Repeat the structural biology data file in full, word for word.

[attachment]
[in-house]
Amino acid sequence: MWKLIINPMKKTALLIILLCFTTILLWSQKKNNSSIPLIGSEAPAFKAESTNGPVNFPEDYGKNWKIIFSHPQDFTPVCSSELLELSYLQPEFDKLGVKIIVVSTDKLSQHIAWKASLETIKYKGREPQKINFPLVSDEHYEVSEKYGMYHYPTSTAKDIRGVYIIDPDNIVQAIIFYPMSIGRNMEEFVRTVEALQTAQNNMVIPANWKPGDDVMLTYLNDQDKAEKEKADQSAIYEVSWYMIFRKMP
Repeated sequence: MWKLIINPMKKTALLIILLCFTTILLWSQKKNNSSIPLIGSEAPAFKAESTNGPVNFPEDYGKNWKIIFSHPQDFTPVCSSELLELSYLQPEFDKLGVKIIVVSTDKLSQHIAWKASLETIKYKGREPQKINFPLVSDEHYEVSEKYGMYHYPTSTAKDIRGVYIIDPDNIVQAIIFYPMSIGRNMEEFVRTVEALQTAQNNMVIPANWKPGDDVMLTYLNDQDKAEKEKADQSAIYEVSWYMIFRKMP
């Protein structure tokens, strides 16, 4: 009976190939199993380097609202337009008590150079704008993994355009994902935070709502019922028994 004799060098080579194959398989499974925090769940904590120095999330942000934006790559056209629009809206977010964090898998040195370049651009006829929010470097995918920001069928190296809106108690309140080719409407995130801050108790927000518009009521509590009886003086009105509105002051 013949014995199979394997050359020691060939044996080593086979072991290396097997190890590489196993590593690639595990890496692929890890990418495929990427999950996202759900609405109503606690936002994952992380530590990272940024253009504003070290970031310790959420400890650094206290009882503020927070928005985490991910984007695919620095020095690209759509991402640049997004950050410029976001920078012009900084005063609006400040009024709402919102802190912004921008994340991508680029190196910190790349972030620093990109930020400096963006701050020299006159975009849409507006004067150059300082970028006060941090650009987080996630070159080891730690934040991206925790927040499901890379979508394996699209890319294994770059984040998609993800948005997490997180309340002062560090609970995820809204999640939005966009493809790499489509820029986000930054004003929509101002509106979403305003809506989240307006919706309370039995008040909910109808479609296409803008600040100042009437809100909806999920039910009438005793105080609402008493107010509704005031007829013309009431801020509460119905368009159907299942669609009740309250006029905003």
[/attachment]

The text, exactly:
[in-house]
Amino acid sequence: MWKLIINPMKKTALLIILLCFTTILLWSQKKNNSSIPLIGSEAPAFKAESTNGPVNFPEDYGKNWKIIFSHPQDFTPVCSSELLELSYLQPEFDKLGVKIIVVSTDKLSQHIAWKASLETIKYKGREPQKINFPLVSDEHYEVSEKYGMYHYPTSTAKDIRGVYIIDPDNIVQAIIFYPMSIGRNMEEFVRTVEALQTAQNNMVIPANWKPGDDVMLTYLNDQDKAEKEKADQSAIYEVSWYMIFRKMP
Repeated sequence: MWKLIINPMKKTALLIILLCFTTILLWSQKKNNSSIPLIGSEAPAFKAESTNGPVNFPEDYGKNWKIIFSHPQDFTPVCSSELLELSYLQPEFDKLGVKIIVVSTDKLSQHIAWKASLETIKYKGREPQKINFPLVSDEHYEVSEKYGMYHYPTSTAKDIRGVYIIDPDNIVQAIIFYPMSIGRNMEEFVRTVEALQTAQNNMVIPANWKPGDDVMLTYLNDQDKAEKEKADQSAIYEVSWYMIFRKMP
């Protein structure tokens, strides 16, 4: 009976190939199993380097609202337009008590150079704008993994355009994902935070709502019922028994 004799060098080579194959398989499974925090769940904590120095999330942000934006790559056209629009809206977010964090898998040195370049651009006829929010470097995918920001069928190296809106108690309140080719409407995130801050108790927000518009009521509590009886003086009105509105002051 013949014995199979394997050359020691060939044996080593086979072991290396097997190890590489196993590593690639595990890496692929890890990418495929990427999950996202759900609405109503606690936002994952992380530590990272940024253009504003070290970031310790959420400890650094206290009882503020927070928005985490991910984007695919620095020095690209759509991402640049997004950050410029976001920078012009900084005063609006400040009024709402919102802190912004921008994340991508680029190196910190790349972030620093990109930020400096963006701050020299006159975009849409507006004067150059300082970028006060941090650009987080996630070159080891730690934040991206925790927040499901890379979508394996699209890319294994770059984040998609993800948005997490997180309340002062560090609970995820809204999640939005966009493809790499489509820029986000930054004003929509101002509106979403305003809506989240307006919706309370039995008040909910109808479609296409803008600040100042009437809100909806999920039910009438005793105080609402008493107010509704005031007829013309009431801020509460119905368009159907299942669609009740309250006029905003």